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The stalke of this Comfrey is cornered, thicke, and hollow like that of Sow-thistle: it groweth two cubits or a yard high: the leaves that spring from the root, and those that grow upon the stalkes are long, broad, rough, and pricking withall, something hairie, and being handled make the hands itch; very like in colour and roughnes to those of Borage, but longer, and sharpe pointed, as be the leaves of Elecampane: from out the wings of the stalkes appeare the floures orderly placed, long, hollow within, of a light red colour: after them groweth the seed, which is blacke. The root is long and thick, blacke without, white within, having in it a clammy juice, in which root consisteth the vertue.

Comfrey joyeth in watery ditches, in fat and fruitful medowes; they grow all in my garden.

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The rootes of Comfrey stamped, and the juice drunke with wine, helpeth those that spit bloud, and healeth all inward wounds and burstings.

The same bruised and laid to in manner of a plaister, doth heale all fresh and greene woundes, and are so glutenative, that it will sodder or glew together meate that is chopt in peeces seething in a pot, and make it in one lump.

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The slimie substance of the root made in a posset of ale, and given to drink against the paine in the back, gotten by any violent motion, as wrastling, or overmuch use of women, doth in foure or five daies perfectly cure the same: although the involuntary flowing of the seed in men be gotten thereby.

The rootes of Comfrey in number foure, Knotgrasse and the leaves of Clarie of each an handfull, being stamped all together, and strained, and a quart of Muscadell put thereto, the yolkes of three egges, and the powder of three Nutmegs, drunke first and last, is a most excellent medicine against a Gonorrhaea or running of the reines, and all paines and consumptions of the backe.

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Moreover, it staieth the overmuch flowing of the monethly sickenesse, taken every day for certaine daies together.

It is highly commended for woundes or hurts of all the rest also of the intrailes and inward parts, and for burstings or ruptures.

The root stamped and applied unto them, taketh away the inflammation of the fundament, and overmuch flowing of the hemorrhoides.

JOHN GERARD, The Herbal or General History of Plants: The Complete 1633 Edition as Revised and Enlarged by Thomas Johnson (Dover Publications, 1975)

(For a more recent description of comfrey and its medical benefits, see Maude Grieve.)

I blogged about Gerard’s Herbal here and here.

Reading under the influence

Friday catbird blogging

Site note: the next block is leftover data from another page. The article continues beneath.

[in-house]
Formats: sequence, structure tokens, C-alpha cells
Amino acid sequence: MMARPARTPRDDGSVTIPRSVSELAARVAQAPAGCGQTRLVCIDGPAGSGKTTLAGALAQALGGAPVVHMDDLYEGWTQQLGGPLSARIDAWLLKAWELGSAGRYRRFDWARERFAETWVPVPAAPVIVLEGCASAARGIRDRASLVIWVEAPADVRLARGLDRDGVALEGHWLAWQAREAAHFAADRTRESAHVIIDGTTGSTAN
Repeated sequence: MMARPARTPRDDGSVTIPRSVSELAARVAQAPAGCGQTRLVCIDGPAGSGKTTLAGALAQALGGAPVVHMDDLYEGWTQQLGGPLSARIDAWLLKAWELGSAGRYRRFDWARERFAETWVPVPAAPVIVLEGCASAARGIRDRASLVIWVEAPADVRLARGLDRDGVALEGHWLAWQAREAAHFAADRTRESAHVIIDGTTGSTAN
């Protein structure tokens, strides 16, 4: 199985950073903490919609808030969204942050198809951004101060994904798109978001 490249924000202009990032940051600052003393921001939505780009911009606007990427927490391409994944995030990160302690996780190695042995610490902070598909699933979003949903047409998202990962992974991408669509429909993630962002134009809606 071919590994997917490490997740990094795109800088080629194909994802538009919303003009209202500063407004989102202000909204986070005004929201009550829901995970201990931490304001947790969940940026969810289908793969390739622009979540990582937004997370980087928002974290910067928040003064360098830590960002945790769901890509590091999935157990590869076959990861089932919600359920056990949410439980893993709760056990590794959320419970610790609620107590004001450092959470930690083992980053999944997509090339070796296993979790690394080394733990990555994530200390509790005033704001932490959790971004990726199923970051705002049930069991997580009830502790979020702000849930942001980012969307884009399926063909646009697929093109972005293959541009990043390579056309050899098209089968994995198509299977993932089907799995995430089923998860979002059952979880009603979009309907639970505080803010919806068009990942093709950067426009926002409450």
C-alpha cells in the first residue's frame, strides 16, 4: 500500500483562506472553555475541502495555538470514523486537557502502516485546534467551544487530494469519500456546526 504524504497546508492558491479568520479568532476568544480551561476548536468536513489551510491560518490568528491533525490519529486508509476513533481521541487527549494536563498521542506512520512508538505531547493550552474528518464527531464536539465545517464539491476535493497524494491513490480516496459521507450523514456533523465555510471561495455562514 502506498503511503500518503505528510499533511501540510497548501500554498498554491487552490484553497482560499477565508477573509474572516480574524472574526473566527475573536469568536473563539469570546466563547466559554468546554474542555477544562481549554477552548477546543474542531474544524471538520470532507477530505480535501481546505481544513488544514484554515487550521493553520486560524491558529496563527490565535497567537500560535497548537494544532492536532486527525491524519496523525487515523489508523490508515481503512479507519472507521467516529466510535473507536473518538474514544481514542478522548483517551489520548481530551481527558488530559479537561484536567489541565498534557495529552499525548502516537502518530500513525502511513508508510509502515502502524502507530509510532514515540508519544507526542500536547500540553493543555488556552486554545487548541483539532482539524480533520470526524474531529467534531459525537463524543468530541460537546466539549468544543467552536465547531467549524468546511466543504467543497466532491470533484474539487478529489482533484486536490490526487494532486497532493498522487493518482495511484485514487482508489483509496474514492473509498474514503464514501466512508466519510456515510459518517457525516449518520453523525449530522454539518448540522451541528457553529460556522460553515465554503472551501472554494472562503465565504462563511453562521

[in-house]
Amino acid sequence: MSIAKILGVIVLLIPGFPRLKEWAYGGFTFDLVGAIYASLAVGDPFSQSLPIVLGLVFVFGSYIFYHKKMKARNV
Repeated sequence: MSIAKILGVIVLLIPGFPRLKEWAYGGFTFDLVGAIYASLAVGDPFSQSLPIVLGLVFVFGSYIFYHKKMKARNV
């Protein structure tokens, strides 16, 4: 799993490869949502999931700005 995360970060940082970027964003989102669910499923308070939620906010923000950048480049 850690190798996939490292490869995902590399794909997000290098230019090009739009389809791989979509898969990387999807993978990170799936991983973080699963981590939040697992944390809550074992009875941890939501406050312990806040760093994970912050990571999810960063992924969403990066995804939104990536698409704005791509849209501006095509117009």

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“The printed text is supposed to represent the words of an author in definitive or ‘final’ form. For print is comfortable only with finality. Once a letterpress forme is closed, locked up, or a photolithographic plate is made, and the sheet printed, the text does not accommodate changes (erasures, insertions) so readily as do written texts. By contrast, manuscripts, with their glosses or marginal comments (which often got worked into the text in subsequent copies) were in dialogue with the world outside their own borders. They remained closer to the give-and-take of oral expression. The readers of manuscripts are less closed off from the author, less absent, than are the readers of those writing for print….

“Manuscript culture had taken intertextuality for granted. Still tied to the commonplace tradition of the old oral world, it deliberately created texts out of other texts, borrowing, adapting, sharing the common, originally oral, formulas and themes, even though it worked them up into fresh literary forms impossible without writing. Print culture of itself has a different mindset. It tends to feel a work as ‘closed’, set off from other works, a unit in itself. Print culture gave birth to the romantic notions of ‘originality’ and ‘creativity’, which set apart an individual work from other works even more, seeing its origins and meaning as independent of outside influence, at least ideally. When in the past few decades doctrines of intertextuality arose to counteract the isolationist aesthetics of a romantic pint culture, they came as a kind of shock. They were all the more disquieting because modern writers, agonizingly aware of literary history and of the de facto intertextuality of their own works, are concerned that they may be producing nothing really new or fresh at all, that they may be totally under the ‘influence’ of others’ texts. Harold Bloom’s work The Anxiety of Influence (1973) treats this modern writer’s anguish. Manuscript cultures had few if any anxieties about influence to plague them, and oral cultures had virtually none.”